#ClaraNoyes #RogerNoyes #ModernNursing #RedCross #AmericanRedCross #Nursing #MichaelHallisey #TheSpot518 #SpotlightNews
Inside the office of Roger Noyes’ Slingerlands home stands a broad, wooden desk, something that’s been in the family. But, the desk has a history with a significance that stretches well beyond that of the Noyes family.
The desk was once his second great aunt’s, Clara Noyes. The name once held more significance than simply as Roger Noyes’ distant relative. At a time when women could not vote, Clara Noyes played a leading role in directing aid during some of history’s most noted events, and set the foundation for standards in nursing education.
“I had heard some family stories about her life,” said Roger Noyes. “But, I think the biggest entry into learning about her was from inheriting her desk. It’s funny how when you receive an artifact like that, that was once owned by somebody in the past, it really becomes a physical symbol for you. In a sense that it’s a reminder of that person… it prompts a lot of inquiry.”
The author initially knew of her as a “famous nurse” who worked with the Red Cross. The depth of her story lacked details of her role as director of the American Red Cross Nursing Service. What was shared glossed over her responsibility to orchestrate the emergency medical response for World War I, the Spanish flu pandemic and the 1927 flooding of Mississippi.
Through the help of family, the internet, and investigative skills he learned as a newspaper reporter, Roger started to learn more details. In one newspaper archive, he said, he received more than 6,000 hits by searching her name, alone.
Clara was born in 1869 to New England family, her father a Civil War veteran. She established a strong work ethic at the Maryland farm in which she grew up. When she decided to attend Johns Hopkins School of Nursing at 27, despite standards established by Florence Nightingale in England, nursing was a disorganized trade.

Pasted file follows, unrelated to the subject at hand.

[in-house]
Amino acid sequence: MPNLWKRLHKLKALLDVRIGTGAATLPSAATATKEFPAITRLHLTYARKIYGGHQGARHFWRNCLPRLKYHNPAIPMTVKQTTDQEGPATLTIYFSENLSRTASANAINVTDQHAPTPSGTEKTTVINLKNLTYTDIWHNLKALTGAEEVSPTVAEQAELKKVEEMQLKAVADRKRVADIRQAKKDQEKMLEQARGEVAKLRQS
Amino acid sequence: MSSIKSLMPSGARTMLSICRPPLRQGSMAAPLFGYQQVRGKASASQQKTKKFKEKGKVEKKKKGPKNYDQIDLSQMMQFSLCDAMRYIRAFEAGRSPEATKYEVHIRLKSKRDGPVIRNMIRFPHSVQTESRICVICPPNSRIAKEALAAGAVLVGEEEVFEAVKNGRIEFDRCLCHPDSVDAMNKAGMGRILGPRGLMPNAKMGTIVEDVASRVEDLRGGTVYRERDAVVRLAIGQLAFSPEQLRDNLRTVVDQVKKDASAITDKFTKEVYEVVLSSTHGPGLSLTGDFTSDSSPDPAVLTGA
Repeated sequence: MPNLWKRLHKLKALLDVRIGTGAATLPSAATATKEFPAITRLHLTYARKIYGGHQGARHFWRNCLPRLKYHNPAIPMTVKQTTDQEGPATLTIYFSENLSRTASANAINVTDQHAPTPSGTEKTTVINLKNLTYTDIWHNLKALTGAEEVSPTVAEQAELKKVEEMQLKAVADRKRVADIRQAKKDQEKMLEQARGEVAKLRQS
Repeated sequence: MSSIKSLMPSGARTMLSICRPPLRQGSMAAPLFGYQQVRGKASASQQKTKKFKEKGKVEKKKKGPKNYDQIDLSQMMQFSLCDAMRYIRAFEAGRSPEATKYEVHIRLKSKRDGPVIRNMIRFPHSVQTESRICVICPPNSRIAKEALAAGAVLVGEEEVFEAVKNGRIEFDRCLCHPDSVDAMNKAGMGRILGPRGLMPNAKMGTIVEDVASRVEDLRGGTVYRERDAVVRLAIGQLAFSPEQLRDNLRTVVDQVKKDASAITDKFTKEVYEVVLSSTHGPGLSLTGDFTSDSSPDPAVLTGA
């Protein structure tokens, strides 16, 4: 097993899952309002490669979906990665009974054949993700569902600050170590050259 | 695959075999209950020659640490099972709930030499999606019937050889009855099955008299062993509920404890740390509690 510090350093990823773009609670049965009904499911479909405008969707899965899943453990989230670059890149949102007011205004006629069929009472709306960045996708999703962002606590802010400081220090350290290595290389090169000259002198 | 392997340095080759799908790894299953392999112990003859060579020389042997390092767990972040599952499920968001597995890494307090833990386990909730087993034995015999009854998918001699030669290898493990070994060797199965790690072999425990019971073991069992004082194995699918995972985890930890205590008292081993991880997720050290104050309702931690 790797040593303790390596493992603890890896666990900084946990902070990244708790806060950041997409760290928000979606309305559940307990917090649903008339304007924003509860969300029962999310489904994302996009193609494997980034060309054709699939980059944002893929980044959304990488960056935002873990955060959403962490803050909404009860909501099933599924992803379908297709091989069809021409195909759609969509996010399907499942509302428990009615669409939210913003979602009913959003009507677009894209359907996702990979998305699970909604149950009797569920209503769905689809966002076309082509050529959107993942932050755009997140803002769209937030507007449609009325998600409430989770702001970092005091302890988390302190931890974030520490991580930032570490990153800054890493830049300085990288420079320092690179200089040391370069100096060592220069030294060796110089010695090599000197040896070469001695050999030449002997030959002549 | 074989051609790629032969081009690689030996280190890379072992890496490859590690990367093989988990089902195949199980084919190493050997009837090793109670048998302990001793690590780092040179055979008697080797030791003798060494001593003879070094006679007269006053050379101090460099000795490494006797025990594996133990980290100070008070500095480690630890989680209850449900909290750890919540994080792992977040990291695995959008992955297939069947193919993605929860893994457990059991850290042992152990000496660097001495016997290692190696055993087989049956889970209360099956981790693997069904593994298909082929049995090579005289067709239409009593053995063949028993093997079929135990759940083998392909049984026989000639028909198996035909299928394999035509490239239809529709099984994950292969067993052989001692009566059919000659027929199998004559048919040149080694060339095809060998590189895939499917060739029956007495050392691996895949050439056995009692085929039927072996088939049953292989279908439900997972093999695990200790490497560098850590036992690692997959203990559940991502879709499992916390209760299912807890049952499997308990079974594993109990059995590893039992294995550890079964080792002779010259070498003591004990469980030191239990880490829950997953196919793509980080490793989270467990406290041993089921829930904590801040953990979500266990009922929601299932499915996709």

“Especially in that time, nursing was a new profession,” said Roger. “My aunt was a beneficiary to this system that was created by Florence Nightingale.”
Schools started developing graduate courses based on Nightingale’s curriculum at her nursing school at St. Thomas’ Hospital in London.
Roger spent two years researching and writing his book, “Clara D. Noyes, R.N., Life of a Global Nursing Leader.” In it, he details how nursing evolved from a trade to a well-structured profession. One that provided women the opportunity to rise to the ranks of influential executives before women’s suffrage. It was from Clara’s position with the Red Cross where she was able to fight for equal pay for nurses.
“My aim in this book is to show how the women-led American Red Cross Nursing Service enrolled, deployed and demobilized wartime nurses in a structure that paralleled – and was virtually indistinct from – the larger War Department effort to supply American troops during the First World War,” said Roger. “Oftentimes these structures stood in conflict, but the War Department’s need for a mass mobilization of professional nurses, all of them women, also provided leverage for the advancement of women’s causes, and many of these causes intersected with the nurse professionalization movements.”
Before her death in 1936, Clara would have direct ties to the largest medical institutions known today. There’s St. Luke’s Hospital in New Bedford, Mass., and New England Hospital for Women, for which she served as superintendent. She played a pivotal role at Bellevue Hospital’s nurse training school in New York City. She would later be named president of the American Nurses Association and subsequently become chair of the Women’s Joint Congressional Committee.
Clara also founded the first not-for-profit school for midwives in the United States, published extensively on nursing issues of the day and worked in the post-war period to oversee nursing relief activities in Europe and to develop schools of Nursing in France, Bulgaria, Czechoslovakia and Poland.
“Not to diminish icons like Florence Nightingale and Clara Barton, who shares my aunt’s name and worked at the Red Cross, she would exhaustively name them in speeches,” said Roger. In his book, there is a composite of his aunt standing at the foot of a stairwell with Nightingale and Jane Delano from a Red Cross postcard. In her time, she was held in as high regard. “She was coming from a very similar tradition… If you include Clara Barton, those four figures really loom large in the public imagination.”
The book is available on amazon.com, barnesandnoble.com and other sites.
Michael Hallisey is managing editor of Spotlight Newspapers.